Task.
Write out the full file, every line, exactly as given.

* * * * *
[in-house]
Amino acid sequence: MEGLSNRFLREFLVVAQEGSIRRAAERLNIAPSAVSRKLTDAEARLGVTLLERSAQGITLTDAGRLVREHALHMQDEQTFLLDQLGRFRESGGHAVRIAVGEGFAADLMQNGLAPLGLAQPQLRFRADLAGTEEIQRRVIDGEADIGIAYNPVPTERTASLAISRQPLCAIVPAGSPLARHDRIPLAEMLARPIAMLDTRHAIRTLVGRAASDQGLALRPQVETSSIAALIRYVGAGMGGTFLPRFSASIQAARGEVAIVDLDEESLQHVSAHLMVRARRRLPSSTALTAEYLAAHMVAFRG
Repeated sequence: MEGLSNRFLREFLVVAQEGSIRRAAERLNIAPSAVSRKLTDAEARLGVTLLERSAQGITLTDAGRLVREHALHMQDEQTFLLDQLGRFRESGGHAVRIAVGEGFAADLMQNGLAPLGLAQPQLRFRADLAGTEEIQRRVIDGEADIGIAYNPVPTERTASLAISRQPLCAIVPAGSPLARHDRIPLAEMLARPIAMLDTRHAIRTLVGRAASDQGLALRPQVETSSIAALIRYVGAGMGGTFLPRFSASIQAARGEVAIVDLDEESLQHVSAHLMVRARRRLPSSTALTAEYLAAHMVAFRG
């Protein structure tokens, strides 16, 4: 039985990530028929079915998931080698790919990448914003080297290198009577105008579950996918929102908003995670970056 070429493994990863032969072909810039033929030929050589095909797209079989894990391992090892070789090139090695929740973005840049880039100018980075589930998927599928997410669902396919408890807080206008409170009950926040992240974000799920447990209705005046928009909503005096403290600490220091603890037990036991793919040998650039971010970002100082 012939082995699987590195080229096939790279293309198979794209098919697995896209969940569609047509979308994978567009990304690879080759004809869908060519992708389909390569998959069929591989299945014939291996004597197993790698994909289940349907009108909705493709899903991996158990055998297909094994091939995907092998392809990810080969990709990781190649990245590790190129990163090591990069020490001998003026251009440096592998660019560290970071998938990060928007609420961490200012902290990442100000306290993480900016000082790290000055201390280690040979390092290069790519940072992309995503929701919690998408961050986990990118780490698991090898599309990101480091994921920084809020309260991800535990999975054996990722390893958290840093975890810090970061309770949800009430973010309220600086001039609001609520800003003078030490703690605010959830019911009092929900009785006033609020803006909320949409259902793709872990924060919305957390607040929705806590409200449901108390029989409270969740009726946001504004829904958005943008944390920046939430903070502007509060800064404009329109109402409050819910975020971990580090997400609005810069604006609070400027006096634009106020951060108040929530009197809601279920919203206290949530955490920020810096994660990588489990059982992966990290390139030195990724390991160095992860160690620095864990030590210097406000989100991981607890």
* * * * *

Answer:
[in-house]
Amino acid sequence: MEGLSNRFLREFLVVAQEGSIRRAAERLNIAPSAVSRKLTDAEARLGVTLLERSAQGITLTDAGRLVREHALHMQDEQTFLLDQLGRFRESGGHAVRIAVGEGFAADLMQNGLAPLGLAQPQLRFRADLAGTEEIQRRVIDGEADIGIAYNPVPTERTASLAISRQPLCAIVPAGSPLARHDRIPLAEMLARPIAMLDTRHAIRTLVGRAASDQGLALRPQVETSSIAALIRYVGAGMGGTFLPRFSASIQAARGEVAIVDLDEESLQHVSAHLMVRARRRLPSSTALTAEYLAAHMVAFRG
Repeated sequence: MEGLSNRFLREFLVVAQEGSIRRAAERLNIAPSAVSRKLTDAEARLGVTLLERSAQGITLTDAGRLVREHALHMQDEQTFLLDQLGRFRESGGHAVRIAVGEGFAADLMQNGLAPLGLAQPQLRFRADLAGTEEIQRRVIDGEADIGIAYNPVPTERTASLAISRQPLCAIVPAGSPLARHDRIPLAEMLARPIAMLDTRHAIRTLVGRAASDQGLALRPQVETSSIAALIRYVGAGMGGTFLPRFSASIQAARGEVAIVDLDEESLQHVSAHLMVRARRRLPSSTALTAEYLAAHMVAFRG
């Protein structure tokens, strides 16, 4: 039985990530028929079915998931080698790919990448914003080297290198009577105008579950996918929102908003995670970056 070429493994990863032969072909810039033929030929050589095909797209079989894990391992090892070789090139090695929740973005840049880039100018980075589930998927599928997410669902396919408890807080206008409170009950926040992240974000799920447990209705005046928009909503005096403290600490220091603890037990036991793919040998650039971010970002100082 012939082995699987590195080229096939790279293309198979794209098919697995896209969940569609047509979308994978567009990304690879080759004809869908060519992708389909390569998959069929591989299945014939291996004597197993790698994909289940349907009108909705493709899903991996158990055998297909094994091939995907092998392809990810080969990709990781190649990245590790190129990163090591990069020490001998003026251009440096592998660019560290970071998938990060928007609420961490200012902290990442100000306290993480900016000082790290000055201390280690040979390092290069790519940072992309995503929701919690998408961050986990990118780490698991090898599309990101480091994921920084809020309260991800535990999975054996990722390893958290840093975890810090970061309770949800009430973010309220600086001039609001609520800003003078030490703690605010959830019911009092929900009785006033609020803006909320949409259902793709872990924060919305957390607040929705806590409200449901108390029989409270969740009726946001504004829904958005943008944390920046939430903070502007509060800064404009329109109402409050819910975020971990580090997400609005810069604006609070400027006096634009106020951060108040929530009197809601279920919203206290949530955490920020810096994660990588489990059982992966990290390139030195990724390991160095992860160690620095864990030590210097406000989100991981607890």